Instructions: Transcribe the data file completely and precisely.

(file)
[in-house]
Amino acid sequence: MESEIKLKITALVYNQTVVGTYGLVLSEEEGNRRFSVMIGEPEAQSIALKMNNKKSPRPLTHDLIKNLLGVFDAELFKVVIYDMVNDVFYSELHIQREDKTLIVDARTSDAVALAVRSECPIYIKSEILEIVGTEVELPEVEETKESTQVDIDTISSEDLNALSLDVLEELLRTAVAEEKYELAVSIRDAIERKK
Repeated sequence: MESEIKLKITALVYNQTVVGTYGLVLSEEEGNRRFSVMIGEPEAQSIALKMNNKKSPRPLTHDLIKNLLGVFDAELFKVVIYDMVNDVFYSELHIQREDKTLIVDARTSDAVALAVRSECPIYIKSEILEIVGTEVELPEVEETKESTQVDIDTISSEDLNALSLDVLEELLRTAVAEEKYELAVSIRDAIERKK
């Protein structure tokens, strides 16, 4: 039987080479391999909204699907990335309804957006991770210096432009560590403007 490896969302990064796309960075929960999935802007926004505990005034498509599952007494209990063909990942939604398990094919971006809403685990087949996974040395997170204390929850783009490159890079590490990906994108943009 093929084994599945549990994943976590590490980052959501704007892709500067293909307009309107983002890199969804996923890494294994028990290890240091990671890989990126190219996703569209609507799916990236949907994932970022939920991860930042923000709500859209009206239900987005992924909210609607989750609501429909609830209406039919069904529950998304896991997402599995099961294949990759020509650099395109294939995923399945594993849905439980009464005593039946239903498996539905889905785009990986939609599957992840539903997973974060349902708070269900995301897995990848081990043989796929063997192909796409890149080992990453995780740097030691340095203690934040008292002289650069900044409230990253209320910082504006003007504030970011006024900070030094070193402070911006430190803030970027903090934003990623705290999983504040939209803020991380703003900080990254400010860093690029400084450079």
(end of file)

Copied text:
[in-house]
Amino acid sequence: MESEIKLKITALVYNQTVVGTYGLVLSEEEGNRRFSVMIGEPEAQSIALKMNNKKSPRPLTHDLIKNLLGVFDAELFKVVIYDMVNDVFYSELHIQREDKTLIVDARTSDAVALAVRSECPIYIKSEILEIVGTEVELPEVEETKESTQVDIDTISSEDLNALSLDVLEELLRTAVAEEKYELAVSIRDAIERKK
Repeated sequence: MESEIKLKITALVYNQTVVGTYGLVLSEEEGNRRFSVMIGEPEAQSIALKMNNKKSPRPLTHDLIKNLLGVFDAELFKVVIYDMVNDVFYSELHIQREDKTLIVDARTSDAVALAVRSECPIYIKSEILEIVGTEVELPEVEETKESTQVDIDTISSEDLNALSLDVLEELLRTAVAEEKYELAVSIRDAIERKK
């Protein structure tokens, strides 16, 4: 039987080479391999909204699907990335309804957006991770210096432009560590403007 490896969302990064796309960075929960999935802007926004505990005034498509599952007494209990063909990942939604398990094919971006809403685990087949996974040395997170204390929850783009490159890079590490990906994108943009 093929084994599945549990994943976590590490980052959501704007892709500067293909307009309107983002890199969804996923890494294994028990290890240091990671890989990126190219996703569209609507799916990236949907994932970022939920991860930042923000709500859209009206239900987005992924909210609607989750609501429909609830209406039919069904529950998304896991997402599995099961294949990759020509650099395109294939995923399945594993849905439980009464005593039946239903498996539905889905785009990986939609599957992840539903997973974060349902708070269900995301897995990848081990043989796929063997192909796409890149080992990453995780740097030691340095203690934040008292002289650069900044409230990253209320910082504006003007504030970011006024900070030094070193402070911006430190803030970027903090934003990623705290999983504040939209803020991380703003900080990254400010860093690029400084450079």